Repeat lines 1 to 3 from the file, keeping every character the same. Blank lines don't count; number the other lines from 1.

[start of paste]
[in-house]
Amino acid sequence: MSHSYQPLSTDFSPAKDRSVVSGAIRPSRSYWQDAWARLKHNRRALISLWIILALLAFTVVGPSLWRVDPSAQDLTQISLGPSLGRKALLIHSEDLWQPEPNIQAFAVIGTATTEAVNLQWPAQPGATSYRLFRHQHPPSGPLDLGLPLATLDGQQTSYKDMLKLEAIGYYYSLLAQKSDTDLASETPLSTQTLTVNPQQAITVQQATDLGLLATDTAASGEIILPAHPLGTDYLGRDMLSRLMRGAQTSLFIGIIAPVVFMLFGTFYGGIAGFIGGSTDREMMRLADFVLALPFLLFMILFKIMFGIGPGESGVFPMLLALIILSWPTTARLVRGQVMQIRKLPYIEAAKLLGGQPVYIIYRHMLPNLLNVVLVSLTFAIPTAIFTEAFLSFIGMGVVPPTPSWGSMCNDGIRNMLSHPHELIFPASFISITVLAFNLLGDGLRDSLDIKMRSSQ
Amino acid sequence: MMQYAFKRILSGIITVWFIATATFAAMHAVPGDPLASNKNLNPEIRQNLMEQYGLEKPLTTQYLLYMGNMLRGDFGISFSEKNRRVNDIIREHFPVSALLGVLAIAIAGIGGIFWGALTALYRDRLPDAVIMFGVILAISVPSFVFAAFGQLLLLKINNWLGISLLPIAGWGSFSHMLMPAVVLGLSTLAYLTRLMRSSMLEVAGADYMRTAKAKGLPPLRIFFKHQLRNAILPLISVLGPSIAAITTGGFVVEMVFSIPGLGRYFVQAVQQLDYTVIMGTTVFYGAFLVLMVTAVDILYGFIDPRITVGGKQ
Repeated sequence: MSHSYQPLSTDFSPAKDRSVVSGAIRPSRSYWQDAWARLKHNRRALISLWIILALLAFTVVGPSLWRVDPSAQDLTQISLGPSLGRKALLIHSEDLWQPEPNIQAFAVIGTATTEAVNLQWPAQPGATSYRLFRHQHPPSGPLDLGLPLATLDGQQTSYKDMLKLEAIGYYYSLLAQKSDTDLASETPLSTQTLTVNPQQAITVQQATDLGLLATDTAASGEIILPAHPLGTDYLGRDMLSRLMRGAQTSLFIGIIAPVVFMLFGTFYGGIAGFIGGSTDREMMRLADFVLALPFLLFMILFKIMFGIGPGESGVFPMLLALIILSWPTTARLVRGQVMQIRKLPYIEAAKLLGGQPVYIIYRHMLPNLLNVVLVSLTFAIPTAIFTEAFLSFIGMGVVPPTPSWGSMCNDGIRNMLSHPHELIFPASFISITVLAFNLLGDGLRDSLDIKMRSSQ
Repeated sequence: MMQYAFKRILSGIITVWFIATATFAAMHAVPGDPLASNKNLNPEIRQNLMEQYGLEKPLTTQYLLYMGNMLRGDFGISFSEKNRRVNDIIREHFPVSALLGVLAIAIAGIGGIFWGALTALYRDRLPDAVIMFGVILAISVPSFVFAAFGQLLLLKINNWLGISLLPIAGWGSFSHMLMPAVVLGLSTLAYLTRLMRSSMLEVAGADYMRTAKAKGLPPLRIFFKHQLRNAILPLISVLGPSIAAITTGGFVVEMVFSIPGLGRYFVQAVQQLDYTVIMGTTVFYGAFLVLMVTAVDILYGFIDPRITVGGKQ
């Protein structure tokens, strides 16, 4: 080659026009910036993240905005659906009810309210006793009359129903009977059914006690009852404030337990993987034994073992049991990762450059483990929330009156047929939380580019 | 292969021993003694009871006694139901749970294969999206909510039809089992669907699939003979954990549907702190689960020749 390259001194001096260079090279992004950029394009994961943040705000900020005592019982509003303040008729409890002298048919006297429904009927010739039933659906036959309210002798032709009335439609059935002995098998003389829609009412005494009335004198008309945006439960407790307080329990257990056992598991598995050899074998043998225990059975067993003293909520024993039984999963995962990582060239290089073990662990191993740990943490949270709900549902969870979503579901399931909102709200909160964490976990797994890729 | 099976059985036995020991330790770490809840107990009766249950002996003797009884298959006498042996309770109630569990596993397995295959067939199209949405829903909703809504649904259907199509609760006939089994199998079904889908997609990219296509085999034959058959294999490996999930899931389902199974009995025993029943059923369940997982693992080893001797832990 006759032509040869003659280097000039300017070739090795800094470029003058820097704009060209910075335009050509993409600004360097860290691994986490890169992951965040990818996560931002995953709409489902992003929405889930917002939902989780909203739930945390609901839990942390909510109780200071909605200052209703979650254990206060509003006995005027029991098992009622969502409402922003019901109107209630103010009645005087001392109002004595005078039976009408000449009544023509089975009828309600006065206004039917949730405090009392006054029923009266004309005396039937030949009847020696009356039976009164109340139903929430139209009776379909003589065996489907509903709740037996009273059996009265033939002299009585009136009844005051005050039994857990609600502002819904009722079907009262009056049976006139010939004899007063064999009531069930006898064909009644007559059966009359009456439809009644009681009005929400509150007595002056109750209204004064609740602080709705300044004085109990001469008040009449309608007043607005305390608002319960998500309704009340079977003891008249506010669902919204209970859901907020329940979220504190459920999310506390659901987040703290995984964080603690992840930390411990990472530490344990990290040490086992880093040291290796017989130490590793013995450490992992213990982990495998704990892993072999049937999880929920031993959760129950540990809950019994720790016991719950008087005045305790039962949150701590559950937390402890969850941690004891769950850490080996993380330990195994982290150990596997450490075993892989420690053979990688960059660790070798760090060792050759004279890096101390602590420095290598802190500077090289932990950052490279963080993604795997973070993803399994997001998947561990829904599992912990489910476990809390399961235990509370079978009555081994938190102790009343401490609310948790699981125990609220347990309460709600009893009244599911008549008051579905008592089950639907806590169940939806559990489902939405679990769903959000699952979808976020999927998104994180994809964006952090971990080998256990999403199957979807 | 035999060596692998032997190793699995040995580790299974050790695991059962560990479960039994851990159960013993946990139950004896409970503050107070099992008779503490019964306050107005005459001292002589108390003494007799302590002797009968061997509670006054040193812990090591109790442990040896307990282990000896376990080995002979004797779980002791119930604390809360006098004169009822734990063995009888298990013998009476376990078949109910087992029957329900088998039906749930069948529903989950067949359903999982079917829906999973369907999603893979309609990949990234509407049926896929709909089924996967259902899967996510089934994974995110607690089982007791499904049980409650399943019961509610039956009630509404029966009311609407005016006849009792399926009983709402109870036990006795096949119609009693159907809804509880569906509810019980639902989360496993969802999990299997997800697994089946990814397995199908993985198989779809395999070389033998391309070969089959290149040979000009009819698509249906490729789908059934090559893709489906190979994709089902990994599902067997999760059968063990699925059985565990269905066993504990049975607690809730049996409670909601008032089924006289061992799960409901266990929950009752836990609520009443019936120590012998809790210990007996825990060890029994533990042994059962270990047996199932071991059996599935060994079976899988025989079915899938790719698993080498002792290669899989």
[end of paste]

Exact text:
[in-house]
Amino acid sequence: MSHSYQPLSTDFSPAKDRSVVSGAIRPSRSYWQDAWARLKHNRRALISLWIILALLAFTVVGPSLWRVDPSAQDLTQISLGPSLGRKALLIHSEDLWQPEPNIQAFAVIGTATTEAVNLQWPAQPGATSYRLFRHQHPPSGPLDLGLPLATLDGQQTSYKDMLKLEAIGYYYSLLAQKSDTDLASETPLSTQTLTVNPQQAITVQQATDLGLLATDTAASGEIILPAHPLGTDYLGRDMLSRLMRGAQTSLFIGIIAPVVFMLFGTFYGGIAGFIGGSTDREMMRLADFVLALPFLLFMILFKIMFGIGPGESGVFPMLLALIILSWPTTARLVRGQVMQIRKLPYIEAAKLLGGQPVYIIYRHMLPNLLNVVLVSLTFAIPTAIFTEAFLSFIGMGVVPPTPSWGSMCNDGIRNMLSHPHELIFPASFISITVLAFNLLGDGLRDSLDIKMRSSQ
Amino acid sequence: MMQYAFKRILSGIITVWFIATATFAAMHAVPGDPLASNKNLNPEIRQNLMEQYGLEKPLTTQYLLYMGNMLRGDFGISFSEKNRRVNDIIREHFPVSALLGVLAIAIAGIGGIFWGALTALYRDRLPDAVIMFGVILAISVPSFVFAAFGQLLLLKINNWLGISLLPIAGWGSFSHMLMPAVVLGLSTLAYLTRLMRSSMLEVAGADYMRTAKAKGLPPLRIFFKHQLRNAILPLISVLGPSIAAITTGGFVVEMVFSIPGLGRYFVQAVQQLDYTVIMGTTVFYGAFLVLMVTAVDILYGFIDPRITVGGKQ